generating missiles from objects lying within the path of the hurricane 
wind and from debris of nearby damaged structures. To evaluate the 
resistance of barriers to penetration and gross failure, the hurricane 
missile velocities must also be defined. The NRC commissioned a report, 
NUREG/CR 7004, on design-basis hurricane-borne missile velocities. This 
report describes the method used to calculate velocities associated 
with several types of missiles considered for different hurricane 
windspeeds. The selected design-basis hurricane missile spectrum for 
nuclear power plants is the same as the design-basis tornado missile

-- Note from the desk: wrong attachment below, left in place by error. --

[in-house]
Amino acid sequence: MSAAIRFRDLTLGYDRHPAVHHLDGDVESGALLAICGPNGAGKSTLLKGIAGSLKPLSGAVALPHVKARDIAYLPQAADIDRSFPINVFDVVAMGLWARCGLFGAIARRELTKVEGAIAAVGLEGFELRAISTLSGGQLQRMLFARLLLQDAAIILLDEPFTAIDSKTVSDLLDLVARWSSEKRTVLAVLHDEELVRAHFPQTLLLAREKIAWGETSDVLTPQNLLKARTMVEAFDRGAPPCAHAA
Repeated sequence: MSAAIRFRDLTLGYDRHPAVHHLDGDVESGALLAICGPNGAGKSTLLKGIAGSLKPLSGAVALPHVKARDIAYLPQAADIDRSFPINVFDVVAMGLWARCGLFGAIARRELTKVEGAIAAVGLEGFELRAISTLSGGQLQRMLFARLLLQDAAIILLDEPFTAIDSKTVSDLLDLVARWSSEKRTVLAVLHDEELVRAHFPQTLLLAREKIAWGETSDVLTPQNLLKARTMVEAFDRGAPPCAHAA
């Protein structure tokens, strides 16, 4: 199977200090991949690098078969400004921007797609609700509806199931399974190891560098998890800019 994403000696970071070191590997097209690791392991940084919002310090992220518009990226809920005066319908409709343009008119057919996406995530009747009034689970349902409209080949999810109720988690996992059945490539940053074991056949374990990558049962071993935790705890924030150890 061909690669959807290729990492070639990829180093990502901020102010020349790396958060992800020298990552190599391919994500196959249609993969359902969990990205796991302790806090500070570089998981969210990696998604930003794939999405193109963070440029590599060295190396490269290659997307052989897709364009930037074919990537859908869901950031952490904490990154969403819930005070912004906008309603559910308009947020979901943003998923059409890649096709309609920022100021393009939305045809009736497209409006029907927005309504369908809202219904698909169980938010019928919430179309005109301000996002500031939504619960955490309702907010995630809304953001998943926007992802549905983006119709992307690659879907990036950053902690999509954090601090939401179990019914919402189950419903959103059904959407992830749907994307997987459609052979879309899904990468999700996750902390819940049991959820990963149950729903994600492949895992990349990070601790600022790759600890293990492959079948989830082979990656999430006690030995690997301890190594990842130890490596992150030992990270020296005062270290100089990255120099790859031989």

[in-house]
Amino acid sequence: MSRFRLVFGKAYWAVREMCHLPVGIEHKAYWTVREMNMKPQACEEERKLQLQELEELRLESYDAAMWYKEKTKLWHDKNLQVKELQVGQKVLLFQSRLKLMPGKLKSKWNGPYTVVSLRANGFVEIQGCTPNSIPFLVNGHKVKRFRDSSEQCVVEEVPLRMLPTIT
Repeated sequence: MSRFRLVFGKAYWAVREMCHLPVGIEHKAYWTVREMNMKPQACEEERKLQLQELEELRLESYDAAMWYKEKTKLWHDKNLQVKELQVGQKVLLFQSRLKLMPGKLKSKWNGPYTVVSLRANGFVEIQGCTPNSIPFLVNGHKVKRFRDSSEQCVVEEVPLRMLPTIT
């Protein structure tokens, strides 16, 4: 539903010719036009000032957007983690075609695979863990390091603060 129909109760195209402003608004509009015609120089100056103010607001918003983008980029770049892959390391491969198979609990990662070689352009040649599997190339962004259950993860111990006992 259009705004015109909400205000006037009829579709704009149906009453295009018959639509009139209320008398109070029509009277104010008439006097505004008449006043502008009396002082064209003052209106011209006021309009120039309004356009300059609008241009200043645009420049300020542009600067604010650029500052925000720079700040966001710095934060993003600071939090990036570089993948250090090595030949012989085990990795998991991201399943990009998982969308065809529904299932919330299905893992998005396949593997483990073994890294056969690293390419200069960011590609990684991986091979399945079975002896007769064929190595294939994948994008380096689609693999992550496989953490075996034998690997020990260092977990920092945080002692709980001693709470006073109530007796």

spectrum presented in RG 1.76. This spectrum includes (1) a massive 
high-kinetic-energy missile that deforms on impact (an automobile), (2) 
a rigid missile that tests penetration resistance (a pipe), and (3) a 
small rigid missile of a size sufficient to pass through any opening in 
protective barriers (a solid steel sphere).
    The hurricane missile analyses presented in NUREG/CR 7004 are based 
on missile aerodynamic and initial condition assumptions that are 
similar to those used for the analyses of tornado-borne missile 
velocities adopted for Revision 1 to RG 1.76. However, the assumed 
hurricane wind field differs from the assumed tornado wind field in 
that the hurricane wind field does not change spatially during the 
missile's flight time but does vary with height above the ground. 
Because the size of the hurricane zone with the highest winds is large 
relative to the size of the missile trajectory, the hurricane missile 
is subjected to the highest windspeeds throughout its trajectory. In